David Darmanin of Taverna Sugu grows disillusioned with the idea of trusting butchers flaunting fresh local rabbit, and uses an imported imposter for broth.
But as hard as I try, there is one category of small-time tradesmen I absolutely abhor â€“ and that category is best described as â€˜the arsehole who lies about stocking fresh local rabbitâ€™.
Unlike farmed and wild fish, local rabbit is much harder to discern from the imported variety at first glance. There are some pointers, but no guarantees. Usually, the liver of a local rabbit is plump, unlike the stretched out paper-thin liver of Spanish and Italian rabbits. Imported rabbits are usually left to drain hanging head-down, which means that you will usually find them in a stretched out position at the butcherâ€™s. If you find one thatâ€™s crouching, chances are that itâ€™s local. Many local producers drain rabbits by cutting off the jugular, while imported ones are sometimes drained off the roof of the mouths (how appetizing is that huh?). This is why local rabbits often have a flushed, bloody head while imported ones look pale and are next-to-impossible to brown when sealing in the pan. Another possible give-away is that local rabbits are seen in different weights and sizes in the butcherâ€™s display fridge, while imported ones tend to be more streamlined.
That said, you can never be too sure until you have this sort of conversation with an arsehole who lies about stocking fresh local rabbit:
DD: Six fresh local rabbits please.
AWLASFLR: Whole or cut?
DD: Whole, can you lift that please? Let me see the liverâ€¦ Erm, thatâ€™s not local.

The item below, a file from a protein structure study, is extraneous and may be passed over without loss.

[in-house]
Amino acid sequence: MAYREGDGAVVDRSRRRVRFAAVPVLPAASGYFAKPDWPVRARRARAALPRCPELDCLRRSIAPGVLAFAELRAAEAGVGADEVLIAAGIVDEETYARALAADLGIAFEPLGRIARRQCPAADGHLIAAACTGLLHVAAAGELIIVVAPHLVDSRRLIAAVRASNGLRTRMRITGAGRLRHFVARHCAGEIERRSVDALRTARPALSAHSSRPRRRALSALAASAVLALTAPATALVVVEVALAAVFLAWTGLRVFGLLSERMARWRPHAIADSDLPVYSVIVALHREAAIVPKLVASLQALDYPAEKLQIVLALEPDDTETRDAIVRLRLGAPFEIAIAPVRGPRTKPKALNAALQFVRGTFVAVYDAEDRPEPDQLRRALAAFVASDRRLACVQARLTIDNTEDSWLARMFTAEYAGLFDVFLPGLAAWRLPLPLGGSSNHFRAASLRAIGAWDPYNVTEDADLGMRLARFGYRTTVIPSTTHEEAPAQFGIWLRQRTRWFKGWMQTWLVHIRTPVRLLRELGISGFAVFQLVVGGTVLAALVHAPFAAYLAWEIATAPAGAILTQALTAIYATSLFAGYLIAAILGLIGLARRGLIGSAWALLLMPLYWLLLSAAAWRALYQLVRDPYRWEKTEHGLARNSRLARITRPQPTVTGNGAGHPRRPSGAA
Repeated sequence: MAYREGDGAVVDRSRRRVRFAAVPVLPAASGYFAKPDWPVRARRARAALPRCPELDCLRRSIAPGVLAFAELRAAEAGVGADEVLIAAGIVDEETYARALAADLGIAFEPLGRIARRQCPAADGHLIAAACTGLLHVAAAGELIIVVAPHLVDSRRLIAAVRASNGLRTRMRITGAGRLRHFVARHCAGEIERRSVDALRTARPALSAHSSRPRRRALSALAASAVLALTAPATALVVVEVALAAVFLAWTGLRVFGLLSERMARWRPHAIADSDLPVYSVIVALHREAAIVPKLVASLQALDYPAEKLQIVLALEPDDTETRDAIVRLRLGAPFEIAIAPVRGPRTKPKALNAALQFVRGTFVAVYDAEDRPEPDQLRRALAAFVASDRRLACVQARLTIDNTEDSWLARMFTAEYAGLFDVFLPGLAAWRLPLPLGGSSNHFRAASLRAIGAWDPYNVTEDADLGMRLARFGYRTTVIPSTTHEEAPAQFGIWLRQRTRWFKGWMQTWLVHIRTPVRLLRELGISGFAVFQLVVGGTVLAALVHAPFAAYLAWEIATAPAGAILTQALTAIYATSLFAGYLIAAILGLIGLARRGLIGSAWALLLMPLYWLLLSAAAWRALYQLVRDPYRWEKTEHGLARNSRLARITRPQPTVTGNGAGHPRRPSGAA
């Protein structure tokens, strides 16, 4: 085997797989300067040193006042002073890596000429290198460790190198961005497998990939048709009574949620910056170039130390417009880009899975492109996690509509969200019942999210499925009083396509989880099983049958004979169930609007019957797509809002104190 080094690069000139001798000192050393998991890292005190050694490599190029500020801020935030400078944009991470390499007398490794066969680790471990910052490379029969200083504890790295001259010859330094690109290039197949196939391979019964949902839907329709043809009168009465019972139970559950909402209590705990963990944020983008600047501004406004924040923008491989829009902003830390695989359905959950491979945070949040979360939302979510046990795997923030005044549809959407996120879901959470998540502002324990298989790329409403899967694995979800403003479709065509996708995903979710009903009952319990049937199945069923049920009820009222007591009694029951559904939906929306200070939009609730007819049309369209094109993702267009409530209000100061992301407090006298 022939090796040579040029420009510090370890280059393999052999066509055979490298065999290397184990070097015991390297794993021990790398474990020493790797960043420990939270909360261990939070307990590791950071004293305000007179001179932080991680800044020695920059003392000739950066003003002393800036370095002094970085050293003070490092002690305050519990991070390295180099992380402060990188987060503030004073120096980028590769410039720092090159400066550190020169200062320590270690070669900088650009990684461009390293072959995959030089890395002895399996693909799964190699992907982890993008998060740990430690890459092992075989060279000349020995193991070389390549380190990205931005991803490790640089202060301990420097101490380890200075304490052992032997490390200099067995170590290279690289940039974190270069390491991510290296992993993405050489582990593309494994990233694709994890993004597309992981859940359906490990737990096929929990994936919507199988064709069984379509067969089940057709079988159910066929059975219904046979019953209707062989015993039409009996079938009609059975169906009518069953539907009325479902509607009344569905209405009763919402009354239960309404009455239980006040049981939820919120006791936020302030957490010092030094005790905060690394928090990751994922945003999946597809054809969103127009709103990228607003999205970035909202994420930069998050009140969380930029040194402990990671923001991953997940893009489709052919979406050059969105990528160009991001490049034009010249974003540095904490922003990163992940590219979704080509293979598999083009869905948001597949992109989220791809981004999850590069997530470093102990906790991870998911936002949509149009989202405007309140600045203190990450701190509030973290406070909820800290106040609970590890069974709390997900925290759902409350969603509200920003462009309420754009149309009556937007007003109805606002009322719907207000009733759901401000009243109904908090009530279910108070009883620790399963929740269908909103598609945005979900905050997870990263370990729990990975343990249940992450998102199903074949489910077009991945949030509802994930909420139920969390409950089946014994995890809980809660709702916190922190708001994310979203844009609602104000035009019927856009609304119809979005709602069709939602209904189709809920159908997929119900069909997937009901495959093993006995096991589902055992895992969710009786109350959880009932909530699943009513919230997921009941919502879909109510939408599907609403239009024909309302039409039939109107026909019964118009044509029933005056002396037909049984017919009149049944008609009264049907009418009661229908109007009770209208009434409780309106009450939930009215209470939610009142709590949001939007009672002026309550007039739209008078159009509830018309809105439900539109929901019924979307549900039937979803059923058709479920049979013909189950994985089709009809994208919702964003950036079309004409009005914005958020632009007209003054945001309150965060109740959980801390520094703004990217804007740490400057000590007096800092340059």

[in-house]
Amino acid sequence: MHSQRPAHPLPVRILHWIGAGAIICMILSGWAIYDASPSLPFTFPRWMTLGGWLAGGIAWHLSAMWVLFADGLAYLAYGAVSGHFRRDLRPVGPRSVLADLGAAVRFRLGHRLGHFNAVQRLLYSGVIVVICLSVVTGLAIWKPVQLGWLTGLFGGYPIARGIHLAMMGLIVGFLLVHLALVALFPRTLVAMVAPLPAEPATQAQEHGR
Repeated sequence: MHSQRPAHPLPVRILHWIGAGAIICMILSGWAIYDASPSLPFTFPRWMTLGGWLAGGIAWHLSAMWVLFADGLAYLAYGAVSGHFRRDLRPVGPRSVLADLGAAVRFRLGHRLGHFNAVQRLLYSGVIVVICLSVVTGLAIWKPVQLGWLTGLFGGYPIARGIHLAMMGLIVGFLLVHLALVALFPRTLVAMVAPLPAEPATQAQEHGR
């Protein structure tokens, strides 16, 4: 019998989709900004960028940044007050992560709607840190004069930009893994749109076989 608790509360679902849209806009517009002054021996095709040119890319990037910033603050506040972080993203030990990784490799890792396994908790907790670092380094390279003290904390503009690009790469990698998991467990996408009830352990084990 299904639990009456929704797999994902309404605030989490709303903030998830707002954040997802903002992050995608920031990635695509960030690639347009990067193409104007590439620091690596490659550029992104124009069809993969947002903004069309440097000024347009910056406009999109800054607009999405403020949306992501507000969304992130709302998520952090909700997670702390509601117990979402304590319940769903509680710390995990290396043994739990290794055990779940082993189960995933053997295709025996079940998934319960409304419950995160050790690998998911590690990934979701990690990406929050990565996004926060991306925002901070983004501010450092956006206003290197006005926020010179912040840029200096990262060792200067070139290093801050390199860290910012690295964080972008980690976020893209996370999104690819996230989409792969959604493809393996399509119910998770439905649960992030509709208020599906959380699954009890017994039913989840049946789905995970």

AWLASFLT: Xâ€™not local, â€˜l Alla?
DD: Why is the liver so thin?
AWLASFLT: There is more than one rabbit breeder in Malta, not everyone uses the same feed.
DD: Damn youâ€™re a good AWLASFLT. Can I see the certification please?
AWLASFLT: I donâ€™t have it, and I donâ€™t have to have it. This is rabbit, not pork. But I assure you, itâ€™s local. Do you want it or not?
DD: Yes, but if itâ€™s local, how come thereâ€™s a plastic label hanging off the shoulder advertising the address of a Conejo producer in Catalonia?
AWLASFLT: My â€˜imghallemâ€™ told me itâ€™s local and itâ€™s local. Now stop being a pain and buy it, canâ€™t you see the queue? Do you want it?
DD: Just one please, Iâ€™ll cook broth with itâ€¦ you dick.
When chopping the rabbit, reserve the head, neck, ribs and the vertebra between the thighs (the bone leading to the tail). In a pan, toss the off-cuts on high heat until browned well. Cover in water, season and simmer for four hours. Drain the rabbit stock and reserve.
Rub the raw, meaty rabbit pieces with rock salt and in a pot, brown in a little olive oil. Set aside. Using the same oil, sweat the onions with the tomato paste and thyme. Add the celery and carrots and sautÃ© until the vegetables start to soften. Cover in rabbit stock. Lower the heat before the liquids start boiling, add the meaty rabbit pieces and bayleaf and simmer for 40 minutes. Correct the seasoning, add the pasta and keep simmering until the pasta is tender. Serve hot, on a cold rainy day.
January 07, 2011
Report this comment
Deb would you be so kind as to email me the address and phone (if available) of the farmer you buy the rabbit's from. I would really like to try him.
My email is firstname.lastname@example.org
January 07, 2011
Report this comment
I buy my rabbits from a local farmer. I go to his wife's shop and ask for the rabbit. I wait for 20 mins and in the mean time the farmer slaughters one for me there and then. (No, I don't need to watch)But it's such a "nice" feeling to feel the warm meat in the bag and knowing that i am not being taken for a ride:)